Monday night's BCS National Championship Game was billed as a dream matchup featuring two of college football's most storied programs — each in search of a title with a different purpose. No. 1 Notre Dame was seeking a return to college football's elite, playing in its first title game since 1988. No. 2 Alabama was looking to earn its third national championship in four years.
When it was all over, Alabama (13-1) had dismantled Notre Dame 42-14 on its way to its second straight national championship and helped bolster the argument that the SEC is the nation's premier conference. Alabama is only the third team ever to win three titles in four seasons.
Running back Eddie Lacy had 20 carries for 140 yards and junior quarterback AJ McCarron was 20-of-28 for 264 yards and four touchdowns to lead Alabama over Notre Dame (12-1) in front of a record 80,120 at Sun Life Stadium.
The SEC has now won seven consecutive BCS national championships.
"This team certainly exceeded every expectation we had," said Alabama coach Nick Saban, who now has four BCS national titles. "People talk about how difficult it is to win your first national championship, but really the most difficult is to win the next one. I've never been prouder of a group of young men."
Alabama tallied 529 total yards and led 28-0 at the half in a dominating performance: 153 rushing yards, 156 passing, four touchdowns.
"Alabama was the better football team tonight, but I love the way our guys kept playing," Notre Dame coach Brian Kelly said. "You need to see what it looks like; our guys now know what a national champion looks like. Now we know what we need to work on."
The Irish were allowing 92.4 rushing yards per game and had given up two rushing touchdowns all season, but that all went by the wayside quickly. Five plays into the game, Alabama had gone 82 yards, capped by a 20-yard touchdown run by Lacy, the game's offensive MVP. Just like that, in 2:57, the Tide was up 7-0. It was the first touchdown drive of more than 75 yards the Irish had given up all season. It was aided by two penalties against the Irish, a facemask and offsides for a total of 20 yards.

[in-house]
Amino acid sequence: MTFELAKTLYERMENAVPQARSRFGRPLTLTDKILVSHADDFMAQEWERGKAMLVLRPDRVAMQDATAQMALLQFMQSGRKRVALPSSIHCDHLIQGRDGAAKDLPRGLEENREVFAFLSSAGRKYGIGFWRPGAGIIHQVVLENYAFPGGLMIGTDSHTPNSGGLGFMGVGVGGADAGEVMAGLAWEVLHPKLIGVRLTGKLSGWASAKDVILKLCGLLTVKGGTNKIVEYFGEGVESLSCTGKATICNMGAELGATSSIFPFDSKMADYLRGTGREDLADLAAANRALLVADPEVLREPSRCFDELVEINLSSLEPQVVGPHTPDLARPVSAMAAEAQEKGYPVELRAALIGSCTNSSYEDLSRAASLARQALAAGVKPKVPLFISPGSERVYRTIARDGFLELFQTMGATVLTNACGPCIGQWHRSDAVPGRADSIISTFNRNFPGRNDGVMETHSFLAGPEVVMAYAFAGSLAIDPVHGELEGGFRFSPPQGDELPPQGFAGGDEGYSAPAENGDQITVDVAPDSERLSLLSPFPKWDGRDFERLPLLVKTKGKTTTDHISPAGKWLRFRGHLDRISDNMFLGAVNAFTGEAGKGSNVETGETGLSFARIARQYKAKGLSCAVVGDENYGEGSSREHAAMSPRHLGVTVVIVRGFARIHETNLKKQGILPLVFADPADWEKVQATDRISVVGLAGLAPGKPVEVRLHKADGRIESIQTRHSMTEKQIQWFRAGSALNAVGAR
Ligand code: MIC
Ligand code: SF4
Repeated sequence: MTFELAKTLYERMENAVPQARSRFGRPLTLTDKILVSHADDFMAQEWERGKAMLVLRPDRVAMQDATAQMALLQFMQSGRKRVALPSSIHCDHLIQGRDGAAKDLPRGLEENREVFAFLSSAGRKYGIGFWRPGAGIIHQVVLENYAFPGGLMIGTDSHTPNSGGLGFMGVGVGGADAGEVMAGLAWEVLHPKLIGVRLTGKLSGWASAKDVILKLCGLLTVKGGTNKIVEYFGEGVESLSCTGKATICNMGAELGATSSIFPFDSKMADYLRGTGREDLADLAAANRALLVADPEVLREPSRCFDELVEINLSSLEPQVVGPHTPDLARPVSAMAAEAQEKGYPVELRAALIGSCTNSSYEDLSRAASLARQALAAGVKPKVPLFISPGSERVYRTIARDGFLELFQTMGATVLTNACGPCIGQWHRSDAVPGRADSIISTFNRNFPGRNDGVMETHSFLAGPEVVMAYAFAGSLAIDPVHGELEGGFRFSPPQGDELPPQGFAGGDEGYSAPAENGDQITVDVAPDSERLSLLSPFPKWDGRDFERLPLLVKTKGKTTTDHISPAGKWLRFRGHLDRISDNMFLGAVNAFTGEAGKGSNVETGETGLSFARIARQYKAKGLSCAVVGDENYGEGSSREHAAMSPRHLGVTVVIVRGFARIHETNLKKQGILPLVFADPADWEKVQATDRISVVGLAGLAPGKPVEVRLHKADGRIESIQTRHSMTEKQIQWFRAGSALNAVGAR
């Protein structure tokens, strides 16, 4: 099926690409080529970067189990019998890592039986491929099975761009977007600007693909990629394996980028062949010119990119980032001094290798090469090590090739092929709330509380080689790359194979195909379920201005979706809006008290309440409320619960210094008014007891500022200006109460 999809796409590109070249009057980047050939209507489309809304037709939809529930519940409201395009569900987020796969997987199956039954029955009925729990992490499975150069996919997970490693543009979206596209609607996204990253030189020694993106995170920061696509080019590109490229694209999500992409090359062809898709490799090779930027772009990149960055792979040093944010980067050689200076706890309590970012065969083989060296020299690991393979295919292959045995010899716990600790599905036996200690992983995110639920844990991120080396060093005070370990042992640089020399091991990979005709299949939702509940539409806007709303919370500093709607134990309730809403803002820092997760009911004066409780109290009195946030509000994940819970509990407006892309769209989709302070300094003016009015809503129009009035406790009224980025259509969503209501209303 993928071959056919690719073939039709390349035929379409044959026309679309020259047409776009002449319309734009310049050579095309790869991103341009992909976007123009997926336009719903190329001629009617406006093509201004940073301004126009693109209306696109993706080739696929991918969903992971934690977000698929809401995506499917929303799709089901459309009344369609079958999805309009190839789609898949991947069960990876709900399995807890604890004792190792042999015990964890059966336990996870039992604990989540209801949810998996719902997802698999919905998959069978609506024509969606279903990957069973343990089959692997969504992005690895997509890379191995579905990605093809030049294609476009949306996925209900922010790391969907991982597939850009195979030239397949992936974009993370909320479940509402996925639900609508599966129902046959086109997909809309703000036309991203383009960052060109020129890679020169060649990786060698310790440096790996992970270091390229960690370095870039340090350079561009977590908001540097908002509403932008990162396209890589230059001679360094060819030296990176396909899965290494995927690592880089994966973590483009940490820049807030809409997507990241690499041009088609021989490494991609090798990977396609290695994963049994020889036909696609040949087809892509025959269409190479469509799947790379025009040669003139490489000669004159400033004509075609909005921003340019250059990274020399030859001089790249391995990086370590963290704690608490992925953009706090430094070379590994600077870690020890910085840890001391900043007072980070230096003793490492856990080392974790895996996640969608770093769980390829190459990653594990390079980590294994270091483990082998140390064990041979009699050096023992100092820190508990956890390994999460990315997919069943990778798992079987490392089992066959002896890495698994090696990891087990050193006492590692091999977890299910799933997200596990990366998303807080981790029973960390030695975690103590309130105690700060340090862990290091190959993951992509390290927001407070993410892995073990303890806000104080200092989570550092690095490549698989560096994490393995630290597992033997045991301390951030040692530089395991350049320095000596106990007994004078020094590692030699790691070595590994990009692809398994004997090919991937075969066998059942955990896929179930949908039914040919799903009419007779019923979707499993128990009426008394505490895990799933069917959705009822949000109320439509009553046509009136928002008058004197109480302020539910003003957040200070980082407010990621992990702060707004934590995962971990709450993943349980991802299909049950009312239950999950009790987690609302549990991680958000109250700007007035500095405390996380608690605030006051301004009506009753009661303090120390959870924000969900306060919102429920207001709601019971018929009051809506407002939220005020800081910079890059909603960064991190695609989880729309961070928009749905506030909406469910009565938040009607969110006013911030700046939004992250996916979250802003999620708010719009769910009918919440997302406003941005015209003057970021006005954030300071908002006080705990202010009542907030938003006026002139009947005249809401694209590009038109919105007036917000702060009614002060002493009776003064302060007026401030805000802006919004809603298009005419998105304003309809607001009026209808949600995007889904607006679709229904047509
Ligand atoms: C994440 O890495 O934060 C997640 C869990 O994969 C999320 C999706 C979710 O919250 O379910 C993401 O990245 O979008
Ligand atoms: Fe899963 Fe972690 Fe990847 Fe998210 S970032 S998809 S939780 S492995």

"We knew the first two minutes were critical to the success of the game," said Notre Dame linebacker Manti Te'o, the Heisman Trophy runner-up. "We had a lot of opportunities and we didn't capitalize on those opportunities and Alabama did."
Entering the game, one of Notre Dame's biggest concerns was stopping the Tide's running game led by Lacy and freshman T.J. Yeldon, who had combined for 2,485 yards this season. Kelly said if the Irish couldn't stop the run, it would be a long night. Lacy and Yeldon combined for 248 yards and two rushing touchdowns.
The dismantling of the nation's No. 1 and only undefeated team came in all phases: missed tackles and the inability of Notre Dame's defensive backs to cover the Tide's receivers. Notre Dame consistently attempted to complete passes one-on-one against Dee Milliner, Alabama's top defensive back. And the much-anticipated battle between Alabama's offensive line and Notre Dame's front seven went to the Tide's veteran line, led by center Barrett Jones. Alabama ran at will, particularly in the first half.
"I couldn't be more proud of my guys," McCarron said. "The hard work we put in … it really paid off and this is what we do it for."
Antonya English can be reached at firstname.lastname@example.org.